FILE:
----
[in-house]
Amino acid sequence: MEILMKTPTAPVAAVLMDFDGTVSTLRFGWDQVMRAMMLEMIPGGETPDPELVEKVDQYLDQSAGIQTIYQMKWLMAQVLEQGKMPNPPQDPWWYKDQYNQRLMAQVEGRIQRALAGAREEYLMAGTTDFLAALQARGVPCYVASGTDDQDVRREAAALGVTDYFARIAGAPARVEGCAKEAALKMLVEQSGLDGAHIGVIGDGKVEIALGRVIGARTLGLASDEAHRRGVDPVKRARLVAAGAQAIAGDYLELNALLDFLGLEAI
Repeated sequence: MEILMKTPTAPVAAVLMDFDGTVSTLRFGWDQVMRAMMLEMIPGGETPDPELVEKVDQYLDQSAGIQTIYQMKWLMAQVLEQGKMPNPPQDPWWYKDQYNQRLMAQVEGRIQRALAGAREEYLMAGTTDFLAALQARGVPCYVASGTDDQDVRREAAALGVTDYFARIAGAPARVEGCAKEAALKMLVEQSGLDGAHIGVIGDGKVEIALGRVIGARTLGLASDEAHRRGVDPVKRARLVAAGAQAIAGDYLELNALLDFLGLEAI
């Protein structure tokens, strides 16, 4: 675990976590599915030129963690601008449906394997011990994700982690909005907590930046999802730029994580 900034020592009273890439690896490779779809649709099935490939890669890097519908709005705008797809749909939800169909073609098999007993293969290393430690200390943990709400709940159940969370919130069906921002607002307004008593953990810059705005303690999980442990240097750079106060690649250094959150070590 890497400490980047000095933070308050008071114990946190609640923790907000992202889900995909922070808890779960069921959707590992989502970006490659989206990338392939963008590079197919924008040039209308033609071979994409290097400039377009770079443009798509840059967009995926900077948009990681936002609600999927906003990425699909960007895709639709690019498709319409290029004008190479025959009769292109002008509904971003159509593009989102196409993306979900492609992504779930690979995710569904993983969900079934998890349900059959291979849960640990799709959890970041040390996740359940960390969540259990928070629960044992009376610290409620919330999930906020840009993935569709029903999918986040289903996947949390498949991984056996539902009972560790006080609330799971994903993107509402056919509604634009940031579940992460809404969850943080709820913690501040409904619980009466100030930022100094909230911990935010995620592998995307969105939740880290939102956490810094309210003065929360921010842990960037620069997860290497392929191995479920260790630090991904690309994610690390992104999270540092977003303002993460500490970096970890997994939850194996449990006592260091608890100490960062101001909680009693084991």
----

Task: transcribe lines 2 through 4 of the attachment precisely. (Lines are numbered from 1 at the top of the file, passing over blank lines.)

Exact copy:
Amino acid sequence: MEILMKTPTAPVAAVLMDFDGTVSTLRFGWDQVMRAMMLEMIPGGETPDPELVEKVDQYLDQSAGIQTIYQMKWLMAQVLEQGKMPNPPQDPWWYKDQYNQRLMAQVEGRIQRALAGAREEYLMAGTTDFLAALQARGVPCYVASGTDDQDVRREAAALGVTDYFARIAGAPARVEGCAKEAALKMLVEQSGLDGAHIGVIGDGKVEIALGRVIGARTLGLASDEAHRRGVDPVKRARLVAAGAQAIAGDYLELNALLDFLGLEAI
Repeated sequence: MEILMKTPTAPVAAVLMDFDGTVSTLRFGWDQVMRAMMLEMIPGGETPDPELVEKVDQYLDQSAGIQTIYQMKWLMAQVLEQGKMPNPPQDPWWYKDQYNQRLMAQVEGRIQRALAGAREEYLMAGTTDFLAALQARGVPCYVASGTDDQDVRREAAALGVTDYFARIAGAPARVEGCAKEAALKMLVEQSGLDGAHIGVIGDGKVEIALGRVIGARTLGLASDEAHRRGVDPVKRARLVAAGAQAIAGDYLELNALLDFLGLEAI
């Protein structure tokens, strides 16, 4: 675990976590599915030129963690601008449906394997011990994700982690909005907590930046999802730029994580 900034020592009273890439690896490779779809649709099935490939890669890097519908709005705008797809749909939800169909073609098999007993293969290393430690200390943990709400709940159940969370919130069906921002607002307004008593953990810059705005303690999980442990240097750079106060690649250094959150070590 890497400490980047000095933070308050008071114990946190609640923790907000992202889900995909922070808890779960069921959707590992989502970006490659989206990338392939963008590079197919924008040039209308033609071979994409290097400039377009770079443009798509840059967009995926900077948009990681936002609600999927906003990425699909960007895709639709690019498709319409290029004008190479025959009769292109002008509904971003159509593009989102196409993306979900492609992504779930690979995710569904993983969900079934998890349900059959291979849960640990799709959890970041040390996740359940960390969540259990928070629960044992009376610290409620919330999930906020840009993935569709029903999918986040289903996947949390498949991984056996539902009972560790006080609330799971994903993107509402056919509604634009940031579940992460809404969850943080709820913690501040409904619980009466100030930022100094909230911990935010995620592998995307969105939740880290939102956490810094309210003065929360921010842990960037620069997860290497392929191995479920260790630090991904690309994610690390992104999270540092977003303002993460500490970096970890997994939850194996449990006592260091608890100490960062101001909680009693084991």